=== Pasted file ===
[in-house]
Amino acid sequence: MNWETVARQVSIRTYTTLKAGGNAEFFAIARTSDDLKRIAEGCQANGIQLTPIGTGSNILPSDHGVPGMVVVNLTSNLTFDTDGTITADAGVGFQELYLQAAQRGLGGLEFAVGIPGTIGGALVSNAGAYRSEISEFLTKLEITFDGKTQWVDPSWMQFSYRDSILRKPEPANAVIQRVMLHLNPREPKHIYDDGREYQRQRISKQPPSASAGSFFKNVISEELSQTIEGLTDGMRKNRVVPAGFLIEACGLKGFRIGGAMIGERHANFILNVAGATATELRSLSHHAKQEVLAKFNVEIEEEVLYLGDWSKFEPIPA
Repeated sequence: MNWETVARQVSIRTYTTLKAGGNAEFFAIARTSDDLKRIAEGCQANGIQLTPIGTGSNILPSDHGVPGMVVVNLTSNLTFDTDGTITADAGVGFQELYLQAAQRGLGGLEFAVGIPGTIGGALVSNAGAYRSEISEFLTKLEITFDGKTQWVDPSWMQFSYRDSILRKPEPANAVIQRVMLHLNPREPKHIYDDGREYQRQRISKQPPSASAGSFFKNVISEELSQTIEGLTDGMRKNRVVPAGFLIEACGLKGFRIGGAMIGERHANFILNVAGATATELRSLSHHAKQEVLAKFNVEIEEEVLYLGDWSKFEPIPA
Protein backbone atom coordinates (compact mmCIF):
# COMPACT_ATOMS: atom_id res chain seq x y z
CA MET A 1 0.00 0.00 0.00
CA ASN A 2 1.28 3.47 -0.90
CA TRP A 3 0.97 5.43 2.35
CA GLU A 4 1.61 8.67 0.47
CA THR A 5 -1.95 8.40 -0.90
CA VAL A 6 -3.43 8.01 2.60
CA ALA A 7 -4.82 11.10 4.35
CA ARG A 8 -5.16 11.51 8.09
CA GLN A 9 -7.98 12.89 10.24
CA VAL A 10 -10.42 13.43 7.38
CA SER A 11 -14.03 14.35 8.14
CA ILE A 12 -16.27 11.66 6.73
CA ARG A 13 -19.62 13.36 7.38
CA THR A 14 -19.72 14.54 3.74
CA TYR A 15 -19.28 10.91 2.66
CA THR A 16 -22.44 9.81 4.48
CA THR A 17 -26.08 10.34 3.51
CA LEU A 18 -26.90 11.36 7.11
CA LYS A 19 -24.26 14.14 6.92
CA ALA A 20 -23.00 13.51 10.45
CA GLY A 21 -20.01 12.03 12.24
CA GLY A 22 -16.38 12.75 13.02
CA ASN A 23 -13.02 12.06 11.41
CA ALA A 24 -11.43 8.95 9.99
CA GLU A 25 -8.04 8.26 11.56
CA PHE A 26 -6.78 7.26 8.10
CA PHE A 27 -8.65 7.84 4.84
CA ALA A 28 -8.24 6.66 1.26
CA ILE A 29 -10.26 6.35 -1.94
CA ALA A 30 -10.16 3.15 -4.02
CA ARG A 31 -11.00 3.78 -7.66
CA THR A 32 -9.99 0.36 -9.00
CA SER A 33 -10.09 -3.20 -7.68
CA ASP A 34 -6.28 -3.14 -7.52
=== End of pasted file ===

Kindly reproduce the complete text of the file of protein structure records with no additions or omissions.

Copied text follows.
[in-house]
Amino acid sequence: MNWETVARQVSIRTYTTLKAGGNAEFFAIARTSDDLKRIAEGCQANGIQLTPIGTGSNILPSDHGVPGMVVVNLTSNLTFDTDGTITADAGVGFQELYLQAAQRGLGGLEFAVGIPGTIGGALVSNAGAYRSEISEFLTKLEITFDGKTQWVDPSWMQFSYRDSILRKPEPANAVIQRVMLHLNPREPKHIYDDGREYQRQRISKQPPSASAGSFFKNVISEELSQTIEGLTDGMRKNRVVPAGFLIEACGLKGFRIGGAMIGERHANFILNVAGATATELRSLSHHAKQEVLAKFNVEIEEEVLYLGDWSKFEPIPA
Repeated sequence: MNWETVARQVSIRTYTTLKAGGNAEFFAIARTSDDLKRIAEGCQANGIQLTPIGTGSNILPSDHGVPGMVVVNLTSNLTFDTDGTITADAGVGFQELYLQAAQRGLGGLEFAVGIPGTIGGALVSNAGAYRSEISEFLTKLEITFDGKTQWVDPSWMQFSYRDSILRKPEPANAVIQRVMLHLNPREPKHIYDDGREYQRQRISKQPPSASAGSFFKNVISEELSQTIEGLTDGMRKNRVVPAGFLIEACGLKGFRIGGAMIGERHANFILNVAGATATELRSLSHHAKQEVLAKFNVEIEEEVLYLGDWSKFEPIPA
Protein backbone atom coordinates (compact mmCIF):
# COMPACT_ATOMS: atom_id res chain seq x y z
CA MET A 1 0.00 0.00 0.00
CA ASN A 2 1.28 3.47 -0.90
CA TRP A 3 0.97 5.43 2.35
CA GLU A 4 1.61 8.67 0.47
CA THR A 5 -1.95 8.40 -0.90
CA VAL A 6 -3.43 8.01 2.60
CA ALA A 7 -4.82 11.10 4.35
CA ARG A 8 -5.16 11.51 8.09
CA GLN A 9 -7.98 12.89 10.24
CA VAL A 10 -10.42 13.43 7.38
CA SER A 11 -14.03 14.35 8.14
CA ILE A 12 -16.27 11.66 6.73
CA ARG A 13 -19.62 13.36 7.38
CA THR A 14 -19.72 14.54 3.74
CA TYR A 15 -19.28 10.91 2.66
CA THR A 16 -22.44 9.81 4.48
CA THR A 17 -26.08 10.34 3.51
CA LEU A 18 -26.90 11.36 7.11
CA LYS A 19 -24.26 14.14 6.92
CA ALA A 20 -23.00 13.51 10.45
CA GLY A 21 -20.01 12.03 12.24
CA GLY A 22 -16.38 12.75 13.02
CA ASN A 23 -13.02 12.06 11.41
CA ALA A 24 -11.43 8.95 9.99
CA GLU A 25 -8.04 8.26 11.56
CA PHE A 26 -6.78 7.26 8.10
CA PHE A 27 -8.65 7.84 4.84
CA ALA A 28 -8.24 6.66 1.26
CA ILE A 29 -10.26 6.35 -1.94
CA ALA A 30 -10.16 3.15 -4.02
CA ARG A 31 -11.00 3.78 -7.66
CA THR A 32 -9.99 0.36 -9.00
CA SER A 33 -10.09 -3.20 -7.68
CA ASP A 34 -6.28 -3.14 -7.52